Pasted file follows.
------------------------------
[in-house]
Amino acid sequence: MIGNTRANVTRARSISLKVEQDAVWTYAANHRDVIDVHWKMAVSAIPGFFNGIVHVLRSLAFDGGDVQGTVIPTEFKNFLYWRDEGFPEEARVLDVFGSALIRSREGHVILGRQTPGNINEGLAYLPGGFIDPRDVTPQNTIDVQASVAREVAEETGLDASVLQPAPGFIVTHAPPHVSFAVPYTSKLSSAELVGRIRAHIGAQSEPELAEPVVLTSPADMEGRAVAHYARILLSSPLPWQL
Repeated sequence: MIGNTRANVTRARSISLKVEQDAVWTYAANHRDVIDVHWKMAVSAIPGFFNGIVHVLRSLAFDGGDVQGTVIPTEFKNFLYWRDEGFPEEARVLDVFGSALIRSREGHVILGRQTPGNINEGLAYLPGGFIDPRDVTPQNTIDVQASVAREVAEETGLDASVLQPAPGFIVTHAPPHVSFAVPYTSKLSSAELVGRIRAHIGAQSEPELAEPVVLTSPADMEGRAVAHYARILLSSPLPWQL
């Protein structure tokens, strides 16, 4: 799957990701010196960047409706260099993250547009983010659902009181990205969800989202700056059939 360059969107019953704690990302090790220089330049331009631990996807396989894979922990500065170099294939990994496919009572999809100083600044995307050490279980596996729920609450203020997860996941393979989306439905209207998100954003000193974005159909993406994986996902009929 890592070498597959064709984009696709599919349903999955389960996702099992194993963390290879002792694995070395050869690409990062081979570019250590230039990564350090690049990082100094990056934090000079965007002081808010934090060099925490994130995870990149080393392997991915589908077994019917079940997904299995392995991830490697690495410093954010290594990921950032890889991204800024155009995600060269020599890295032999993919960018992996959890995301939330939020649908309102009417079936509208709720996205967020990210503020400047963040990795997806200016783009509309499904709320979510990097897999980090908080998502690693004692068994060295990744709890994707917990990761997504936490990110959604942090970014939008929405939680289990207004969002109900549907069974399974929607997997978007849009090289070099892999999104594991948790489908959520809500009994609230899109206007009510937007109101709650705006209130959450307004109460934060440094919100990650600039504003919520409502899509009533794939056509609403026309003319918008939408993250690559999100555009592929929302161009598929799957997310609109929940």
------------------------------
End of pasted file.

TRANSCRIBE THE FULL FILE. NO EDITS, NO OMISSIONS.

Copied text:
[in-house]
Amino acid sequence: MIGNTRANVTRARSISLKVEQDAVWTYAANHRDVIDVHWKMAVSAIPGFFNGIVHVLRSLAFDGGDVQGTVIPTEFKNFLYWRDEGFPEEARVLDVFGSALIRSREGHVILGRQTPGNINEGLAYLPGGFIDPRDVTPQNTIDVQASVAREVAEETGLDASVLQPAPGFIVTHAPPHVSFAVPYTSKLSSAELVGRIRAHIGAQSEPELAEPVVLTSPADMEGRAVAHYARILLSSPLPWQL
Repeated sequence: MIGNTRANVTRARSISLKVEQDAVWTYAANHRDVIDVHWKMAVSAIPGFFNGIVHVLRSLAFDGGDVQGTVIPTEFKNFLYWRDEGFPEEARVLDVFGSALIRSREGHVILGRQTPGNINEGLAYLPGGFIDPRDVTPQNTIDVQASVAREVAEETGLDASVLQPAPGFIVTHAPPHVSFAVPYTSKLSSAELVGRIRAHIGAQSEPELAEPVVLTSPADMEGRAVAHYARILLSSPLPWQL
């Protein structure tokens, strides 16, 4: 799957990701010196960047409706260099993250547009983010659902009181990205969800989202700056059939 360059969107019953704690990302090790220089330049331009631990996807396989894979922990500065170099294939990994496919009572999809100083600044995307050490279980596996729920609450203020997860996941393979989306439905209207998100954003000193974005159909993406994986996902009929 890592070498597959064709984009696709599919349903999955389960996702099992194993963390290879002792694995070395050869690409990062081979570019250590230039990564350090690049990082100094990056934090000079965007002081808010934090060099925490994130995870990149080393392997991915589908077994019917079940997904299995392995991830490697690495410093954010290594990921950032890889991204800024155009995600060269020599890295032999993919960018992996959890995301939330939020649908309102009417079936509208709720996205967020990210503020400047963040990795997806200016783009509309499904709320979510990097897999980090908080998502690693004692068994060295990744709890994707917990990761997504936490990110959604942090970014939008929405939680289990207004969002109900549907069974399974929607997997978007849009090289070099892999999104594991948790489908959520809500009994609230899109206007009510937007109101709650705006209130959450307004109460934060440094919100990650600039504003919520409502899509009533794939056509609403026309003319918008939408993250690559999100555009592929929302161009598929799957997310609109929940």